Punjab says army to only provide management structure for agricultural project

LAHORE: The caretaker government of Mohsin Naqvi in Punjab has issued a clarification regarding the allocation of 45,000 acres of agricultural land to the military for a corporate farming project following criticism.

Citing a government official The News reported the land would remain under the ownership of the Punjab government and that the Pakistan Army was only providing a management structure for the project.

The official argued that institutional support was needed to make the uncultivated lands productive and that the army, along with the corporate sector and local and international investors, would bear the project’s cost.

The project would be executed by local farmers, and the official cited China’s success in enhancing agricultural productivity through the cultivation of barren land as a model for Pakistan to follow.

“The Chinese model of cultivating barren land for food security involves a combination of government policies, private investments and technological innovations,” the official said.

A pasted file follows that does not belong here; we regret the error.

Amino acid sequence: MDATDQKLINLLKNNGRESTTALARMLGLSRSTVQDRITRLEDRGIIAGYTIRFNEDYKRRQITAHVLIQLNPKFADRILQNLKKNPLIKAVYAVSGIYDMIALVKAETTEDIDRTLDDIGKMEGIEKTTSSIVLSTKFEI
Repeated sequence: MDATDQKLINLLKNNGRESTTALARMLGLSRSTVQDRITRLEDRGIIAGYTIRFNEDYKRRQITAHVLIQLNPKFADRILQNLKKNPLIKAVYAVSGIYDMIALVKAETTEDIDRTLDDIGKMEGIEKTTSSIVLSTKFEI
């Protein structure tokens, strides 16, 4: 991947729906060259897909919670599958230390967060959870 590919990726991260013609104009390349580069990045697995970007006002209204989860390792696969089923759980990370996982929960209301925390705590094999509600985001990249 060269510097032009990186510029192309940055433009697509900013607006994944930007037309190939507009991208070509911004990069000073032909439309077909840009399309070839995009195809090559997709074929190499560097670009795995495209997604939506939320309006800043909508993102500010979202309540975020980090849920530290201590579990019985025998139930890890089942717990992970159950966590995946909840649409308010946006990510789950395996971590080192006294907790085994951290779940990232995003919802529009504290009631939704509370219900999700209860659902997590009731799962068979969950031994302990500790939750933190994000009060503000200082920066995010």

“A key strategy adopted by China in cultivating barren land was the use of modern technology — including the use of irrigation systems, mechanised farming equipment and high-yield crop varieties. These technologies have helped increase agricultural productivity and make it possible to grow crops on previously barren land.

“The Chinese government also encouraged private investment in agriculture, particularly in the development of barren land. This includes tax incentives, subsidies, and support for smallholder farmers. Through these policies, the government has created a favourable environment for private investment, which has contributed to the development of barren land and increased agricultural productivity,” he explained.

According to the official, China’s success in enhancing agricultural productivity through barren land cultivation has been attributed to its focus on sustainable agriculture practices. The Chinese government has encouraged the use of organic farming practices and sustainable farming systems to promote soil conservation and biodiversity, he observed.

“This approach has minimised the environmental impact of agricultural activities and ensured the long-term viability of barren land cultivation,” he said.


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